When shares were unconditionally allocated to an employee under a kindred scheme, we held that they were taxable when credited to him [Rodrigues v. Edwards, 40 F.2d 408], but here the employee's right to anything but his own contribution was conditional until the period expired. We do not question the existence of a conditional equitable interest in the shares when purchased; or that an employee might file a bill against the trustees, if they abused their powers. Nor do we rest upon the fact that the legal title was in the trustees; an equitable interest is often, perhaps usually, now treated as more than a right in personam. Brown v. Fletcher, 235 U.S. 589, 35 S. Ct. 154, 59 L. Ed. 374. Moreover, even a right in personam is property whose appreciation we can assume to be as little taxable as any other.
We rely first upon the fact that the right, whatever it was, was conditional on the employee's continuance in the company's service for five years. The plaintiff answers that this was a condition depending wholly upon his own volition, and cannot properly be regarded as a condition at all. We cannot agree. He might be discharged, and the trustees were to be the "sole judges" whether or not it was for "good cause." It is idle to say that a man subject to discharge for reasons resting in the decision of a third person, voluntarily abandons the service, because his discharge presumably depends upon his own conduct. He may prove incompetent, or arouse the displeasure of his employer for reasons of which he could not anticipate such a result. Even though the decision of the trustees was subject to eventual review in cases of plain abuse, the occasions for its lawful exercise might be such as he could not control or foresee.
Moreover, even if it can be thought that any discharge is voluntary, still his rights changed upon distribution. Until then, his interest was charged with the obligation to remain; that is as true a condition as though his employment did not rest in his pleasure. Practically it might prove onerous; he might find it much to his advantage to go elsewhere, but his decision to do so was clogged by the fact that he would lose his shares. Certainly he had not that untrammelled dominion over property so limited which he has over property in general. An executory limitation is none the less a condition because performance rests with the grantee. The release from such a condition changed the character of the interest as much as in a number of cases where the new property was treated as income. U.S. v. Phellis, 257 U.S. 156, 42 S. Ct. 63, 66 L. Ed. 180; Rockefeller v. U.S., 257 U.S. 176, 42 S. Ct. 68, 66 L. Ed. 186; Cullinan v. Walker, 262 U.S. 134, 43 S. Ct. 495, 67 L. Ed. 906; Marr v. U.S., 268 U.S. 536, 45 S. Ct. 575, 69 L. Ed. 1079; Allen v. Commissioner, 49 F.2d 716 (C.C.A. 2).
Second, the right to cancel the plan was reserved in the widest terms allowed by the New Jersey statute; that is, at the pleasure of two-thirds of the shareholders. If it was cancelled, the company need return only the contributions of the employees. Section 3 of the act (Comp. St. Supp. § 47 -- 185) provides that any cancellation of such a plan shall be subject "to the restoration by the corporation of any moneys contributed by employees * * * for which no stock or other equivalent has been issued." The plaintiff argues that, once the trustees bought shares and credited them to an employee, the company had no power under the statute to deprive him of them. We do not so read it. Shares are not "issued," whose title remains in the trustees, merely because they are provisionally credited to the employees upon the books. They may never be "issued" at all; it was precisely the purpose of the plan at bar to hold them back until it appeared whether the employee was entitled to receive them at the close of the period. The meaning of the section is different. It is in limitation of the obligation to "restore." The company need repay only those contributions for which the employees have not already received an "equivalent," in "stock" or otherwise. The employer is to be allowed at any time to abandon the venture, if it turns out impracticable, either because the shares fall in value, or for other reasons. The only limitation is that he must always insure his employees against loss. The bonus is viewed as a favor which he may withdraw, so long as they come out whole. Nor can we accept the interpretation placed by the plaintiff on that clause in the plan which is headed "Time of Delivery of Stock." This refers only to a "termination" by lapse of time and in due course, as the heading shows. A rescission of the plan as a whole would not be such a termination; the power to rescind was reserved in other language, borrowed from the statute; it was not circumscribed by the clause quoted.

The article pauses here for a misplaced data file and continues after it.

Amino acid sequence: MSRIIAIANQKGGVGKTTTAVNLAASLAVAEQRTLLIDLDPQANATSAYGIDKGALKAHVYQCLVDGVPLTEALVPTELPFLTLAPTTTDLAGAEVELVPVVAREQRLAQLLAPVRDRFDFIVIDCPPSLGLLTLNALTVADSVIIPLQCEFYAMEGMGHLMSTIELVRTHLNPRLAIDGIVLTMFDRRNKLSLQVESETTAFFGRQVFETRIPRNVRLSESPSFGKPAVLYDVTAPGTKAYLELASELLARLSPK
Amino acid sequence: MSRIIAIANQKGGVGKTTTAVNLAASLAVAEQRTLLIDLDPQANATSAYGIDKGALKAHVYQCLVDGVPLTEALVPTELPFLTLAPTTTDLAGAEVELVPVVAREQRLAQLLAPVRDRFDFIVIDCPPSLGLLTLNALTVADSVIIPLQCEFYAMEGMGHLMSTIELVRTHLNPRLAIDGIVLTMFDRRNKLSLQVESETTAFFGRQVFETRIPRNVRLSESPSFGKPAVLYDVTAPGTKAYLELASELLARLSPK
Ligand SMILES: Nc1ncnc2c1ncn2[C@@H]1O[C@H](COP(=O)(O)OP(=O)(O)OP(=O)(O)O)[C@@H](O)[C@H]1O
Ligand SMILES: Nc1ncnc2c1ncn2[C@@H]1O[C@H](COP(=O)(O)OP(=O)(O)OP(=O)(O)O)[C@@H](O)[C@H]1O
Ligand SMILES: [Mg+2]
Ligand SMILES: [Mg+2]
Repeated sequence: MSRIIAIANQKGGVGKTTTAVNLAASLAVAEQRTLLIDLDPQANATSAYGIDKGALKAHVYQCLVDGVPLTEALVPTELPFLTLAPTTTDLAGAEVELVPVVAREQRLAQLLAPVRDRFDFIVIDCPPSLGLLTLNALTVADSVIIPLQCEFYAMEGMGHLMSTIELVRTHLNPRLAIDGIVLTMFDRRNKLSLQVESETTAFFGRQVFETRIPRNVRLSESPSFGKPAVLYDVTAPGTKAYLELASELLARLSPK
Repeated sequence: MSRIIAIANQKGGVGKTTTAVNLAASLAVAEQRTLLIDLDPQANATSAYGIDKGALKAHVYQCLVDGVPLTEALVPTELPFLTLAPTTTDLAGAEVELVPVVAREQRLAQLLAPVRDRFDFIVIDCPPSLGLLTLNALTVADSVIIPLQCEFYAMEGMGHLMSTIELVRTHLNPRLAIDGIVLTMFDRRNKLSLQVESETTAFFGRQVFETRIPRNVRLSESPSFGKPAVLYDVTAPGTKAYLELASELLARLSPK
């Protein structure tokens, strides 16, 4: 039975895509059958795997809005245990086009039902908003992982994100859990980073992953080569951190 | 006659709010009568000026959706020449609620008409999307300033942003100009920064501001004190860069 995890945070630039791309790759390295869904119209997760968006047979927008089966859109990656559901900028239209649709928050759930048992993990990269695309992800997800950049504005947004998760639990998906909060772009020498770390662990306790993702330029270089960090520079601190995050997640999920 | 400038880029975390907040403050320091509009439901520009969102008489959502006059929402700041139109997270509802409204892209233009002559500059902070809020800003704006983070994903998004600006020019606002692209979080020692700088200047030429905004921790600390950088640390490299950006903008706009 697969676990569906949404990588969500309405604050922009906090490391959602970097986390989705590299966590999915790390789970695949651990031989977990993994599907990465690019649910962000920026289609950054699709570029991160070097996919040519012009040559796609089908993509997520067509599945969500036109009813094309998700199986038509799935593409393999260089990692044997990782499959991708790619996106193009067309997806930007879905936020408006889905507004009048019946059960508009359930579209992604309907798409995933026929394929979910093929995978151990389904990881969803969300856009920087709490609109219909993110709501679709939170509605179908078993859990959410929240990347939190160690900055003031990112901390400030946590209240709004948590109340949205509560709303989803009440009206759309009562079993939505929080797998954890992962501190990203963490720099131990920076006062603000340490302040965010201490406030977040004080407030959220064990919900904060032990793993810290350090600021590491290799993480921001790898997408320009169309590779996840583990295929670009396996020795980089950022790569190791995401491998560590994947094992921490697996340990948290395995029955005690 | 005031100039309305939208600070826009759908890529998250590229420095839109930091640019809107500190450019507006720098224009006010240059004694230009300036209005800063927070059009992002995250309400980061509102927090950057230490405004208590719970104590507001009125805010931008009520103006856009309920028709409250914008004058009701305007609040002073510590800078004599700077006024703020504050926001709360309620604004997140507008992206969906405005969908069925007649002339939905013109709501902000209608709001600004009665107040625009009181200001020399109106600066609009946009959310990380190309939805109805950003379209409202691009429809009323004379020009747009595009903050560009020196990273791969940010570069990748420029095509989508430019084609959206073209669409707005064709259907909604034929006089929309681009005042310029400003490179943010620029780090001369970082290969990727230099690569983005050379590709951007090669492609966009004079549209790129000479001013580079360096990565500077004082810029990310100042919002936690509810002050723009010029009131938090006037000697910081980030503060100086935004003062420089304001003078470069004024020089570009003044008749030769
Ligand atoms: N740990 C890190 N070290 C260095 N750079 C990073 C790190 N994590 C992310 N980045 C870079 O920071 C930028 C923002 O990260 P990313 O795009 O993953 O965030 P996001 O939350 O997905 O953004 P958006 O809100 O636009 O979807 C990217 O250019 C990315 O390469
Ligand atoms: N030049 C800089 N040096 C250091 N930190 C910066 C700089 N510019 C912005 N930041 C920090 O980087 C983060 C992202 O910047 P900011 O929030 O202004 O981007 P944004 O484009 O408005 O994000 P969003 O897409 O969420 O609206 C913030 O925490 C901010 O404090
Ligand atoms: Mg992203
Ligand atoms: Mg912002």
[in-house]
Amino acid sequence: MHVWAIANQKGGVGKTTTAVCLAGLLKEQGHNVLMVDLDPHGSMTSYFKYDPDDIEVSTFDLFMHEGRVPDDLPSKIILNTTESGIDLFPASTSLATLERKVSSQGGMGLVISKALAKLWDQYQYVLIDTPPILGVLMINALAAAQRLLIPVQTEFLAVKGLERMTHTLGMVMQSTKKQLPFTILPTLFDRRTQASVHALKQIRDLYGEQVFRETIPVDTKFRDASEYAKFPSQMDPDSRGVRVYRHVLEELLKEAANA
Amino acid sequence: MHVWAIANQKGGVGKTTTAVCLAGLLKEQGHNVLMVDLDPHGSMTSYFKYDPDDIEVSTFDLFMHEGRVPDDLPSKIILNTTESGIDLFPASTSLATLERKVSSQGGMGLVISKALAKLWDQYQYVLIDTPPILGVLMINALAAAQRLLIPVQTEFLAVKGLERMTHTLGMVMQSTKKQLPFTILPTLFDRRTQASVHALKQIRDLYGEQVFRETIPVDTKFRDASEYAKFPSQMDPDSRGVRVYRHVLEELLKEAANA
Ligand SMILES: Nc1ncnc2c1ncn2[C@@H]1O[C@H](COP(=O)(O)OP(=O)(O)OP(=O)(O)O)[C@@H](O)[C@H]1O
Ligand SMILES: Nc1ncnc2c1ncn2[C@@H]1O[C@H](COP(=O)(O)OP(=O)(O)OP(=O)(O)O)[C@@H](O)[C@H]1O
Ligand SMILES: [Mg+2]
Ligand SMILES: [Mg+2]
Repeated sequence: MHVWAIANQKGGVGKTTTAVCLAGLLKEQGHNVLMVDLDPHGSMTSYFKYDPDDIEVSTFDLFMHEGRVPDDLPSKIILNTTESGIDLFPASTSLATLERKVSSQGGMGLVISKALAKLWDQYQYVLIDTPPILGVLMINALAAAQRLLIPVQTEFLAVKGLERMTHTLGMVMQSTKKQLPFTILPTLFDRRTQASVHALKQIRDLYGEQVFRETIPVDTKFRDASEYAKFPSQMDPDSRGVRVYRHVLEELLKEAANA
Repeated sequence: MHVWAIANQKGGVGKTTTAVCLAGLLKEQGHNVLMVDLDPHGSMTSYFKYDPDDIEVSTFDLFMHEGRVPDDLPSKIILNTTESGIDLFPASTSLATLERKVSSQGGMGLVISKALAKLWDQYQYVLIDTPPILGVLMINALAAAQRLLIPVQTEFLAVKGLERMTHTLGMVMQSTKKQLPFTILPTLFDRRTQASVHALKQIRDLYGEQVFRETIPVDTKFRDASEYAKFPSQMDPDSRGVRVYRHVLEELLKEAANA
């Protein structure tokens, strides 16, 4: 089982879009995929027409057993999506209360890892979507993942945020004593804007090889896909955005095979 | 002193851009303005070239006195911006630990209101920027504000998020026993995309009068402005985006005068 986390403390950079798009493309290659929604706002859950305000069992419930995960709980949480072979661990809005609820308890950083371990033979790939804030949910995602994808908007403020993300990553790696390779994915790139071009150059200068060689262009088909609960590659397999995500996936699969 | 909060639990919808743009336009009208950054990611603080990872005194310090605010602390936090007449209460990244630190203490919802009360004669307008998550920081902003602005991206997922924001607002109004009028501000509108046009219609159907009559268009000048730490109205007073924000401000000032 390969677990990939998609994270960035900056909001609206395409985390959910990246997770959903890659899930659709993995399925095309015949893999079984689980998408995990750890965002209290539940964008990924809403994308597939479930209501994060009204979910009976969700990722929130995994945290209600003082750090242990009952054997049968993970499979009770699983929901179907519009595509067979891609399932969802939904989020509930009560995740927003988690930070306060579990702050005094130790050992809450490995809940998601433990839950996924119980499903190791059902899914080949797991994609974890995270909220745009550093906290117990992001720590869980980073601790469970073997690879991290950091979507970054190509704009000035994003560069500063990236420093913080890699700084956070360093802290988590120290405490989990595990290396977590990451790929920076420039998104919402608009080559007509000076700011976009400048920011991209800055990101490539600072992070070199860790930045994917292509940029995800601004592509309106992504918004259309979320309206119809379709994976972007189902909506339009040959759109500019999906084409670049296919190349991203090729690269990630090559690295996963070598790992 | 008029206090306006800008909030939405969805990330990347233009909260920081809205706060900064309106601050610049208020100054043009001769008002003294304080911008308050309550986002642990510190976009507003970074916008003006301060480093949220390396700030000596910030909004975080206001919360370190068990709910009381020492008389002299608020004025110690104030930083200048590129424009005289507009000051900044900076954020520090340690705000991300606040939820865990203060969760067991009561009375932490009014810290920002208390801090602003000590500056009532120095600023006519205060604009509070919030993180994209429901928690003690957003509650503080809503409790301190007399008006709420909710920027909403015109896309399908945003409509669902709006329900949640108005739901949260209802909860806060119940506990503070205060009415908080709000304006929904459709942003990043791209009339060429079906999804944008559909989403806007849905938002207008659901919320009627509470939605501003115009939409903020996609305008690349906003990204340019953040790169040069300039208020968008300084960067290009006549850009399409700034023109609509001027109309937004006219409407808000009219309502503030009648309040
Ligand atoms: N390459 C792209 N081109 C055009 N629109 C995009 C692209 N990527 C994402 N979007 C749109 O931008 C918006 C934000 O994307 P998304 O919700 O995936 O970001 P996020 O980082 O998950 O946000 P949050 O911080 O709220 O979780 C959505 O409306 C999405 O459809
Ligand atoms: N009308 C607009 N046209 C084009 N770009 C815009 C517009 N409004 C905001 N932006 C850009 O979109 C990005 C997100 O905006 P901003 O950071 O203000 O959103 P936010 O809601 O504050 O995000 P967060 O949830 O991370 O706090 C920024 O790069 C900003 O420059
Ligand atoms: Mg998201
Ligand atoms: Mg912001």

The plaintiff further argues that, if so, then section 219(g) of the act (26 USCA § 960 note) applies, and the company is taxable upon the income of all the trust except the employees' contributions. But the situation covered by section 219(g) is quite different from that at bar; it refers to settlements of the common kind, in which the settlor either alone, or with some third person, is vested with powers of revocation. Assuming -- what is not altogether clear as matter of language -- that the company may be called the "grantor of a trust," the general section is not to be read as in limitation of the specific ...